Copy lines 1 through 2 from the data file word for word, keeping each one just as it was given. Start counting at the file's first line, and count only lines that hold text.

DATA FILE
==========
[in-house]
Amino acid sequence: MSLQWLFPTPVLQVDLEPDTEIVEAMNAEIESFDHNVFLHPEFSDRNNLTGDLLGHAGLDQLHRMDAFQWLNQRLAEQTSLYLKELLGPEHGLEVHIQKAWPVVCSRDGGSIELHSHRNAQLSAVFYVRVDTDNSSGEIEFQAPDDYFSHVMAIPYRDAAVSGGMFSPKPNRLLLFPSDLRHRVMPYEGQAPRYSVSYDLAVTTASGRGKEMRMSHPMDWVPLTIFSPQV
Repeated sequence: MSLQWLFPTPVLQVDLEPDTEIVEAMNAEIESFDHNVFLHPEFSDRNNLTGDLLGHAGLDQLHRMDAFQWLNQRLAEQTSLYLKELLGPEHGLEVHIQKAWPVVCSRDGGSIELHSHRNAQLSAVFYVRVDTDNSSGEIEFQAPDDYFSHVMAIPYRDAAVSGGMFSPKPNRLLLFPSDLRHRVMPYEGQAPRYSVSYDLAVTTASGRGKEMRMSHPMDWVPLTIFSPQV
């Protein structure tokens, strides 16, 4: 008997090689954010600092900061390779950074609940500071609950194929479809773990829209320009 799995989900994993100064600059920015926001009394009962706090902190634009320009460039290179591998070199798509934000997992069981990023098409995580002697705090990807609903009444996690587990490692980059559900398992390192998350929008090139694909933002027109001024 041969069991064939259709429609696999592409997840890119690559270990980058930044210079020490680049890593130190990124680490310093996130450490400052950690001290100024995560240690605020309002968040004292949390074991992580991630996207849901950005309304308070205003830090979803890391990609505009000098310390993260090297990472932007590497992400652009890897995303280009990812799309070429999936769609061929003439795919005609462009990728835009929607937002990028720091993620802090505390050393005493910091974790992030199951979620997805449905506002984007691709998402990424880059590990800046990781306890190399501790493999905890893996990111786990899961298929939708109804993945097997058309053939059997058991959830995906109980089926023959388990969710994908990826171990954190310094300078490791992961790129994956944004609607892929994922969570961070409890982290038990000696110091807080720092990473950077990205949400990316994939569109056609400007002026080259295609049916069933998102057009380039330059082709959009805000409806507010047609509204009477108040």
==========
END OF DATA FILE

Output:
[in-house]
Amino acid sequence: MSLQWLFPTPVLQVDLEPDTEIVEAMNAEIESFDHNVFLHPEFSDRNNLTGDLLGHAGLDQLHRMDAFQWLNQRLAEQTSLYLKELLGPEHGLEVHIQKAWPVVCSRDGGSIELHSHRNAQLSAVFYVRVDTDNSSGEIEFQAPDDYFSHVMAIPYRDAAVSGGMFSPKPNRLLLFPSDLRHRVMPYEGQAPRYSVSYDLAVTTASGRGKEMRMSHPMDWVPLTIFSPQV